A DOE spokeswoman last week could not answer questions about the law or how it's implemented by the department. Officials in the department's NEPA office told the Monitor they could not speak to the media.

In her letter to Chu, Shaheen said the law clearly established that federal agencies should avoid conflicts of interest when it comes to the preparation of environmental impact statements. Shaheen said that even though Normandeau is 'widely respected . . . even the perception of a conflict is problematic given the significance of this project.'

Shaheen explained in the letter that she was 'deeply troubled' that DOE 'selected a firm to do an objective assessment while it is also doing work for the project applicant,' adding that Normandeau is being paid by Northern Pass to help the company obtain the federal permit.

The firm also was hired to 'provide expert testimony in support for the New Hampshire Site Evaluation Committee (SEC) permitting process as well as to participate in public outreach meetings, in support of the project in the (site evaluation) process,' Shaheen said in the letter.

Normandeau did not return phone calls yesterday seeking comment about its ability to provide objective data to DOE. When contacted by the Monitor last week, spokeswoman Elizabeth Evarts said all questions should be directed to Northern Pass.

Shaheen ended by requesting an explanation of how DOE decided to hire Normandeau and how it is consistent with the laws that govern the permitting process. She asked for an update on the objectors' request that a new contractor be selected.

Neither the Appalachian Mountain Club nor the Conservation Law Foundation, two environmental advocacy groups that filed an objection with the department two weeks ago, has heard from DOE. An official with Northeast Utilities confirmed Northern Pass has yet to hear back about its Feb. 16 request for a ruling.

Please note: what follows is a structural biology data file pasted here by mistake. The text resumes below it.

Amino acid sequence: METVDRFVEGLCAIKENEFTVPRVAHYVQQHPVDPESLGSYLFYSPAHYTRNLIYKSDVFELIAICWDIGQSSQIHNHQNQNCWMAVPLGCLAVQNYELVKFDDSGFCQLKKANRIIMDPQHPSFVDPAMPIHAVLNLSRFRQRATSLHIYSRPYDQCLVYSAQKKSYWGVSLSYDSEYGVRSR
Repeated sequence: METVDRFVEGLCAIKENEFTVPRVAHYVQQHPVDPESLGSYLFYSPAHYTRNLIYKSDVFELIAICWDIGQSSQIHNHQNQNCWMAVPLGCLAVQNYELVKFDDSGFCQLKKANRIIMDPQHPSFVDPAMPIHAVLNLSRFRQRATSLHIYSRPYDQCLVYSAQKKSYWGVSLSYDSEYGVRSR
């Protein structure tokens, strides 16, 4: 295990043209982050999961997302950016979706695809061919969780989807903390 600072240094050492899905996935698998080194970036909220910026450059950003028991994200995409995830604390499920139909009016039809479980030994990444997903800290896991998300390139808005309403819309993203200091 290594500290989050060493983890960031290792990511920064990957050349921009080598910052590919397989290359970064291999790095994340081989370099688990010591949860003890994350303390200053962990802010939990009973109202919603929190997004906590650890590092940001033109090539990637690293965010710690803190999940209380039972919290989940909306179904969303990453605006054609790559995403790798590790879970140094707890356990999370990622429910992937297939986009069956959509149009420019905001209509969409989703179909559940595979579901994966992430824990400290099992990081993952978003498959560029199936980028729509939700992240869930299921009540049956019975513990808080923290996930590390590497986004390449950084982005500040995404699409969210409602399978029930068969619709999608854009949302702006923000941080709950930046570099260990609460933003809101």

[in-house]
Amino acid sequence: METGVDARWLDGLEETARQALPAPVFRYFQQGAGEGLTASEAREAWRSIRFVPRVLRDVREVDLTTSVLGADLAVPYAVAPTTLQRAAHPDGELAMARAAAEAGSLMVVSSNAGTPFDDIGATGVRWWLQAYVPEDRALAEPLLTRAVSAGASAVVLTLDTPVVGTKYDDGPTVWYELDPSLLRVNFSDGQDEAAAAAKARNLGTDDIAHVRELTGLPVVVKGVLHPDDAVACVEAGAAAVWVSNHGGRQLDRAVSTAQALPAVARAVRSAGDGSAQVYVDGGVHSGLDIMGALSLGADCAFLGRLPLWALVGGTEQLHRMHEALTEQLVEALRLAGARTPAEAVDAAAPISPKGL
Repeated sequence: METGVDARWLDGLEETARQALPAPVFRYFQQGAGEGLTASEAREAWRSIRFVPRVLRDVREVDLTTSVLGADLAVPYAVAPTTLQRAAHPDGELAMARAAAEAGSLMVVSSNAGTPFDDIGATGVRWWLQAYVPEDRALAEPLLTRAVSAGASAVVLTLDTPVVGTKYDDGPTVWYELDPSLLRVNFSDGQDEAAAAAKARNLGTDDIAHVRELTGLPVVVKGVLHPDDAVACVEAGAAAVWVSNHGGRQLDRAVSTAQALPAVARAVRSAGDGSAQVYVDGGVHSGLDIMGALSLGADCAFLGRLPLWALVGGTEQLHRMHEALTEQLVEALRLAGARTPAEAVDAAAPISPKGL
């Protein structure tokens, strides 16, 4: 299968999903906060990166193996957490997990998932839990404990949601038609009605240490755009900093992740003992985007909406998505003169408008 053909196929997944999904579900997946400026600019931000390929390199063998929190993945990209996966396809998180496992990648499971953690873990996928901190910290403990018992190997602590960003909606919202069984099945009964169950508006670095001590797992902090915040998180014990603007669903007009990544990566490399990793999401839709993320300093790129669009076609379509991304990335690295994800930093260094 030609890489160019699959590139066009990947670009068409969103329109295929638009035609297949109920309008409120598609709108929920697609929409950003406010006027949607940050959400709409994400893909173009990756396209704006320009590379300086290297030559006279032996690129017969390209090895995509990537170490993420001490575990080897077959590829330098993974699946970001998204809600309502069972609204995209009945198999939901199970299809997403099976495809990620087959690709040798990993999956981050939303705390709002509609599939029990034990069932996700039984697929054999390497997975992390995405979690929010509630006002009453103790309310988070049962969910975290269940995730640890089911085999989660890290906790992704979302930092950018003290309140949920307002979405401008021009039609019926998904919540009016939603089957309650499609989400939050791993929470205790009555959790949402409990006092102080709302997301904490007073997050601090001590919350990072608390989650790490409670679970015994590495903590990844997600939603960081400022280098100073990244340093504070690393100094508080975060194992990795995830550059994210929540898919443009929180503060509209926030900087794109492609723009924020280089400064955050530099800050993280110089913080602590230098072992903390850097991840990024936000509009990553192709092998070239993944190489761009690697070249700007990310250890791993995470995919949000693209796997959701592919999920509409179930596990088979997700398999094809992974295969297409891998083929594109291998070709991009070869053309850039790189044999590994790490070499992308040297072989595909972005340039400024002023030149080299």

'The arguments have been made, and I would expect the Department of Energy to make an affirmative decision,' said Tom Irwin, director of the Conservation Law Foundation's New Hampshire branch.

'It's common sense here that there is a conflict. The NEPA regulations do prohibit this sort of arrangement,' Irwin said, adding that he is glad the senators 'recognize the impact that this could have on the public's view of the process and the legitimacy of the process.'

The issue threatens to erode the public's right to a fair and objective analysis of the project, said Kenneth Kimball, director of research for the Appalachian Mountain Club. If DOE doesn't act to correct the situation, he added, the refusal could reduce people's faith in government as a whole.

Neither Ayotte nor Shaheen has publicly announced support or opposition to the project, according to their spokespeople. Rather, they were both responding to concerns voiced by their constituents about the objectivity and transparency of the federal permitting process.

(Tara Ballenger can be reached at 369-3306 or tballenger@cmonitor.com.)